It's all connected.
I drove up to Tifie Ranch this week with Ethan Lappe, owner of Caffe Niche. Ethan gets eggs and vegetables from the folks at Tifie; their main business is developing alternate energy and housing for third world countries and disaster sites.
The name Lappe rang a bell and yes, it turns out that Ethan's aunt, Frances Moore Lappe, wrote a book back in 1971–not coincidentally, the year after the first Earth Day–that changed the world.
Diet for a Small Planet changed the way we all eat, whether we know it or not. It was the first book to criticize Americans' heavy meat-eating ways, arguing that food policies supporting grain-fed meat contributed to world hunger–that a meat-centric diet could not feed the Earth's exploding population. The original Diet for a Small Planet promoted some ideas since discredited, but the basic idea, relying more on vegetable than animal-based foods, is still sound, although whether anything will be adequate to feed the 7 billion plus people on the planet is questionable.
Still, it was a reminder to me how inseparable food is from concerns about the environment.
Like I said, all connected.
We need to eat for a healthier world, not just healthier bodies.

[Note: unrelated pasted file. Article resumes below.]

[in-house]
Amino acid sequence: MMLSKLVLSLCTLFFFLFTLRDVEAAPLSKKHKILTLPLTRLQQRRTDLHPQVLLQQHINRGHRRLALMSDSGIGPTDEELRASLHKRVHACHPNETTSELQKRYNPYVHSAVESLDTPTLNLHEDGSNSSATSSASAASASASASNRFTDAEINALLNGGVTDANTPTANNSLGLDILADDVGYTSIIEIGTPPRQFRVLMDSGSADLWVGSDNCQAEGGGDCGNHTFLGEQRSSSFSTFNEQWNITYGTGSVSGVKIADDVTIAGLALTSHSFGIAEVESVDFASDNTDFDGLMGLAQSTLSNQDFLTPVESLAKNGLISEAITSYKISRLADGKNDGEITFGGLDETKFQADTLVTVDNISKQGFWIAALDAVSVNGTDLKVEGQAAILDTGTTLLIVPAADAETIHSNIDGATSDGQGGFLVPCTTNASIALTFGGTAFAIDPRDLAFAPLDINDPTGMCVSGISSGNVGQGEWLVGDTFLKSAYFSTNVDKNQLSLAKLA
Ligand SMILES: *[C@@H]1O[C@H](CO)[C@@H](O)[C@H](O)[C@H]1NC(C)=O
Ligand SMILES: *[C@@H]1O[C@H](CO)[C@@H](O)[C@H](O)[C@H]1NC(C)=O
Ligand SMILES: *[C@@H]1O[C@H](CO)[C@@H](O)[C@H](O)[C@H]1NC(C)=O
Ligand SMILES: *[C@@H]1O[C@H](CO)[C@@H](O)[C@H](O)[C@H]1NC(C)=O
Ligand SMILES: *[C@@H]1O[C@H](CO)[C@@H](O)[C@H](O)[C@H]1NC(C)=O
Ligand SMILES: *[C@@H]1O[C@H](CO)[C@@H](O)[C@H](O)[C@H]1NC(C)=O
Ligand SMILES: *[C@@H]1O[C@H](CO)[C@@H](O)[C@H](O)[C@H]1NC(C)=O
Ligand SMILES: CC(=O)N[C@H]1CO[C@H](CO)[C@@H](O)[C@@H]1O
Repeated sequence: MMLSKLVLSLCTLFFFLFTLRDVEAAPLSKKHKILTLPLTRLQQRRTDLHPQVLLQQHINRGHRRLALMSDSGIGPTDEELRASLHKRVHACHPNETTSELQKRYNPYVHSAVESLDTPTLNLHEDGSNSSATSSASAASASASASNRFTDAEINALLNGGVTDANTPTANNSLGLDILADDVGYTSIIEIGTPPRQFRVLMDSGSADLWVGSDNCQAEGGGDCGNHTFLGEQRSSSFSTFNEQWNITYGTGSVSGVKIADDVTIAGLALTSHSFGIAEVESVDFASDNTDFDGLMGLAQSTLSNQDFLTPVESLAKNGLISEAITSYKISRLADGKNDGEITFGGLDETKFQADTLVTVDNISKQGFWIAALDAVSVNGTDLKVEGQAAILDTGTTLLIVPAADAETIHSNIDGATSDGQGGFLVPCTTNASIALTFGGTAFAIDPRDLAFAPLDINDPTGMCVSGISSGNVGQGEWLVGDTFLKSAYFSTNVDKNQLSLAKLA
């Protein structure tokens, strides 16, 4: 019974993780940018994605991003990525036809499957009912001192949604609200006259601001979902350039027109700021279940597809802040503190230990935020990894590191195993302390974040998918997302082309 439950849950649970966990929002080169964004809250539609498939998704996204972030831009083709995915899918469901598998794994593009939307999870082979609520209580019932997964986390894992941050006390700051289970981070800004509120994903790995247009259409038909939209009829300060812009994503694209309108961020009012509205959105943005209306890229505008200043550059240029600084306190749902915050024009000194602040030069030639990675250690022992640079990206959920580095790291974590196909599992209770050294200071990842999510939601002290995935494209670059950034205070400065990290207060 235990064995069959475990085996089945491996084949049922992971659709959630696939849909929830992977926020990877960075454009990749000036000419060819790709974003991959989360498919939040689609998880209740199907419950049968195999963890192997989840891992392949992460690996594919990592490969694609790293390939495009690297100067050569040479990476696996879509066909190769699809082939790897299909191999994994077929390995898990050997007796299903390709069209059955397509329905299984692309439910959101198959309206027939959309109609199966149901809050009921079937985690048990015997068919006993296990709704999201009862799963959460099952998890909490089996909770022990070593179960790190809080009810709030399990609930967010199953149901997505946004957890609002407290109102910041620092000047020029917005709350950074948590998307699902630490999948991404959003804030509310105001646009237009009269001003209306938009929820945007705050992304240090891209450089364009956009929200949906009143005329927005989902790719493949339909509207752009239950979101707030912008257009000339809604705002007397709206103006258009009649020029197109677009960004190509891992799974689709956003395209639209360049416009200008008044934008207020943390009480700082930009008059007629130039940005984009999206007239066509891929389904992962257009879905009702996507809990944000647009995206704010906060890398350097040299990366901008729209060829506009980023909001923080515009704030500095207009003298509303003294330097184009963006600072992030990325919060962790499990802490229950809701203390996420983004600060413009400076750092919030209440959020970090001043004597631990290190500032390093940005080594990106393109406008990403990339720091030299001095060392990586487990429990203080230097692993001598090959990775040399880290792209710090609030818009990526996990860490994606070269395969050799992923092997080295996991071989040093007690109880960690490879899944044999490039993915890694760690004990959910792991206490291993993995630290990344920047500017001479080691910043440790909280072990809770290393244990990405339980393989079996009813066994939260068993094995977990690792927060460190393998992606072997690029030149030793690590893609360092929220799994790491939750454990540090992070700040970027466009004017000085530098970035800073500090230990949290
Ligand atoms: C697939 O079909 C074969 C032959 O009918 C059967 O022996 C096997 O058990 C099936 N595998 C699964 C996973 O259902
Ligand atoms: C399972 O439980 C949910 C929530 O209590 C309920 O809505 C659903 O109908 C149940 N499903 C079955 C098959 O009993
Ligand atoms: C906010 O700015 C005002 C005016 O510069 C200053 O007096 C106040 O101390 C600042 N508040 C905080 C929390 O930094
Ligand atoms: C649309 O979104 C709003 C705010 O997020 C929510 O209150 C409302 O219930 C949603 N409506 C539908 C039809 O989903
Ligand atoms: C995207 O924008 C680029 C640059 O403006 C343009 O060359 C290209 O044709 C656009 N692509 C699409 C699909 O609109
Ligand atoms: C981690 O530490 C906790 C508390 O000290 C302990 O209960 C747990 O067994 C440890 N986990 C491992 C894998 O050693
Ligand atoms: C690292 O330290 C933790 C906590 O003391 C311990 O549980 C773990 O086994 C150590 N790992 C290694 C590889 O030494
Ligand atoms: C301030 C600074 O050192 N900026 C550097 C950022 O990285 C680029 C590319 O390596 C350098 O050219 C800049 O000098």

Sunday, April 22 HEAL Utah is hosting a fest at Liberty Park–enjoy live music by Bronco and singer-songwriter Jen Hajj, food from the Chow Truck and other vendors and the inevitable face painting and balloon animals for the kids, plus local green groups, businesses and services will offer information on Utah’s ongoing environmental battles, like the one that happened just over by the park pond where Chevron spilled its oil. Twice. For more information, go here.
We know Bambara's chef Nathan Powers is eco-conscious. So for a more high-heeled approach to saving the planet, Green Key certified Bambara and Hotel Monaco present E-Waste "Recycle Round-Up, April 18-20; bring old phones, cell phones, printers, MP3 players, small electronics, desk top towers and laptops to the hotel lobby and they'll be properly disposed of.
Executive Chef Nathan Powers is always supportive of support of local, organic farms and ranches. For each "Powers' Lunch" sold April 16-20, $1 will be donated to The Nature Conservancy. Eat up.
On April 21, Kimpton's Green Team will join in for a Clean-Up of Rose Park Community Garden.
On April 22, Oasis Cafe celebrates Earth Day Sunday with a $25 3-course candlelight dinner focusing on local sustainable and organic farms and ranches; proceeds will benefit the New Roots, a program that seeks to build a healthier community through the development if small-scale, urban farms and community gardens in Salt Lake County, and the Global Artisan project strives to provide Refugees with the necessary equipment and exposure to achieve self sufficiency through selling their carefully constructed hand-crafted gifts.
From 11 a.m. until 2 p.m. on Earth Day, Oasis will host a seedling and craft sale with work by refugee artisans.